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Spectrobes Origins WII Review - -

Gameplay 7.5
Graphics 7.8
Sound 7.5
Value 7.6
Distributor: Madman
Vic Mercer


Spectrobes: Origins

Finally, another real-time action RPG game has arrived on the Nintendo Wii with Spectrobes: Origins that although pays homage to the original premise of the series on the handheld, it introduces a variety of new innovative features to the home console version.

Set in the distant future, gamers control a team of Spectrobes who are attempting to stop a hideously powerful force which threatens entire galaxies. With that said, the original Spectrobes titles were targeting a younger market and this current instalment is no exception to the rule.

The story of Spectrobes: Origins revolves around two members of the Nanairo Planetary Patrol, Rallen and Jeena. These two humans however are also spectrobe masters and have the ability to control these strange and powerful creatures. As your characters get drawn into a strange vortex, you find yourself on the planet of Wyterra who are almost on the brink of extinction, thanks to the dangerous species called the krawl. With a never ending battle to eradicate the krawl from the universe, it is up to Rallen, Jeena and their spectrobes to liberate this planet.

The game does pay homage to games before it such as the Final Fantasy series where the player controls not only their main character but also their elementals. However in Spectrobes: Origins, players control the spectrobes who are linked to the elements. Spectrobes are fortunately littered throughout the universe and must be raised from the fossils they are, into powerful fighting companions. By feeding them, the spectrobes recuperate their health and are awarded experience points which assists them become more powerful.

Each of the spectrobes have their pros and cons and although adult spectrobes can be quite powerful on the battlefield, younger spectrobes are also needed for certain parts of the game as well such as solving puzzles. Although this sounds cool on paper, there are some problems with the AI in the game as these little or big creatures sometimes get stuck or forget what they need to do. This of course adds an “element” of frustration while playing.

Apart from fighting and exploring, the title does contain a few mini-games such to help break up the main gameplay such as excavating fossils to find spectrobes which is similar to the handheld version of the game. Although the game does support a two-player cooperative mode, it’s a little strange as one player will control the main character and the other the spectrobes which is a shame.

Of course, the key to the game is the combat and it’s real-time. The developers have ensured that the innovative control system of the Nintendo Wii controllers go hand in hand with the gameplay. For example, swinging your Wiimote in the air will order your spectrobes to attack which does assist in the enjoyment of the title. It’s basically something “different” but thankfully it doesn’t seem too forced or contrived.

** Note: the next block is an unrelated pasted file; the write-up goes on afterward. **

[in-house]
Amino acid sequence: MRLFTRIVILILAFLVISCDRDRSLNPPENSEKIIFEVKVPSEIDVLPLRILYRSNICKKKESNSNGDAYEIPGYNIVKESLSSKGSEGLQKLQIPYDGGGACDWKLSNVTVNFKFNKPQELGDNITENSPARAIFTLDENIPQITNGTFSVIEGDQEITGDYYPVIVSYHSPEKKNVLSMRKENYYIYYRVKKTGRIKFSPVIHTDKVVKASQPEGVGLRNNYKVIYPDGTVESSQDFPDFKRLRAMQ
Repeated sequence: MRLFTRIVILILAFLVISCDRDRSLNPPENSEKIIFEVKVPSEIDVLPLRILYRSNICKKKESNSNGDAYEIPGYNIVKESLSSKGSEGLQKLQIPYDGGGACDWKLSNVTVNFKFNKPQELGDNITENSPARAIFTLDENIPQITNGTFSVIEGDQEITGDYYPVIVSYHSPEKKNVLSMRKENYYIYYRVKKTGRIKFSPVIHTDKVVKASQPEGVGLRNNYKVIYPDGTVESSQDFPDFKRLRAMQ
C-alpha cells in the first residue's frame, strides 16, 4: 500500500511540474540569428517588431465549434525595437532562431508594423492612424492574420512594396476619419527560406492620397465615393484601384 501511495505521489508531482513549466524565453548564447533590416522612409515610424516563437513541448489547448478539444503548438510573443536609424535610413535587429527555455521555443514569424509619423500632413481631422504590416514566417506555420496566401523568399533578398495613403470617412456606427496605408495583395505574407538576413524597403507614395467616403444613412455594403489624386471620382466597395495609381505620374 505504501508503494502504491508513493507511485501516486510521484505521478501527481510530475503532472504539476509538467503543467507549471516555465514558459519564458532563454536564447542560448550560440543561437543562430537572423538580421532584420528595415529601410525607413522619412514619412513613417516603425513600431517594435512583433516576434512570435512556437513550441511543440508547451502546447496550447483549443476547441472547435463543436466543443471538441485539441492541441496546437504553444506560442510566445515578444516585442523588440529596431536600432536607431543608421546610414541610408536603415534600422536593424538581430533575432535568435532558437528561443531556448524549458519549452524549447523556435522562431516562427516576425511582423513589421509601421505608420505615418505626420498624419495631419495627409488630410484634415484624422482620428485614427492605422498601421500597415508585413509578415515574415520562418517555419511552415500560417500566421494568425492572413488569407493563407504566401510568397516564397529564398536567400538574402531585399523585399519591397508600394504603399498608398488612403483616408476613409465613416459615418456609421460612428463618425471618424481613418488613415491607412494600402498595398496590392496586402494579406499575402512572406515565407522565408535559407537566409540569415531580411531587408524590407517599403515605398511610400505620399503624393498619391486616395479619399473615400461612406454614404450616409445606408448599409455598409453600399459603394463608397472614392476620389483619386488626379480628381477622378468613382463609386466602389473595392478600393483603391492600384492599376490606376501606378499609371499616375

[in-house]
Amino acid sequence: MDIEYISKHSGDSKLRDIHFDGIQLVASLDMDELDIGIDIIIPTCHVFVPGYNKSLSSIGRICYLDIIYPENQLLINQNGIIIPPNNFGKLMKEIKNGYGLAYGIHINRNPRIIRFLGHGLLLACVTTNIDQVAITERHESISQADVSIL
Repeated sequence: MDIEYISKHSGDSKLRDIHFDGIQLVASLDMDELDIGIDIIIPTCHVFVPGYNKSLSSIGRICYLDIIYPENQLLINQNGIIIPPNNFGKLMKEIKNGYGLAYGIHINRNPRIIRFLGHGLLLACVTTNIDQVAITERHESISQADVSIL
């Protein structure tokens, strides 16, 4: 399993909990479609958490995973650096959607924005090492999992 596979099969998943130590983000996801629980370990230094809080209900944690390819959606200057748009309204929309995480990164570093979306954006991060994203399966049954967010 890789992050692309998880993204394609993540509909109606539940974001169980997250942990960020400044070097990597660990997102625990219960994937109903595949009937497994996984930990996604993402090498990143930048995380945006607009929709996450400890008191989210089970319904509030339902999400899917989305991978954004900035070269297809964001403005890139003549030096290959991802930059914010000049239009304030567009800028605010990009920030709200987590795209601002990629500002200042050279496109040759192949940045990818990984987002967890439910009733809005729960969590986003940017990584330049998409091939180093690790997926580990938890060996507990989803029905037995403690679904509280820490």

Another interesting part of the spectrobes is that they also have access to special attacks and combo’s which does take a little getting use to but most gamers should have no issue in mastering this aspect. Apart from ordering your characters, you need to control Rallen and Jeena as well who have access to a variety of weapons, most following the theme of the elements. This elemental theme in Spectrobes is due to the fact that the krawl have certain weaknesses towards certain elements such as fire, so there is an aspect of strategy involved.

Graphically, the title looks quite cartoonish on the Nintendo Wii with a varied and colourful palette, some interesting lighting and special effects and some relatively decent gaming environments. The characters are well modelled and the only issue with the game is the camera which occasionally goes into the wrong spot, sometimes blocking the action. The soundtrack suits the game perfectly and when the battle heats up, so does the rock music. Add in a variety of special effects and some cool background ambience and Spectrobes: Origins is a good looking and sounding game.

In conclusion, Spectrobes: Origins is a good attempt at moving the franchise to the console world and works on most levels. The unfortunate aspect of the game is that the RPG aspect seems too contrived and does not add to the genre anything new. With that said, it’s good to see one of these games on the Wii and it makes good use of the motion capabilities of the console. Hopefully a sequel will hopefully address the camera issues and liven up some of the gameplay. Interesting never the less.


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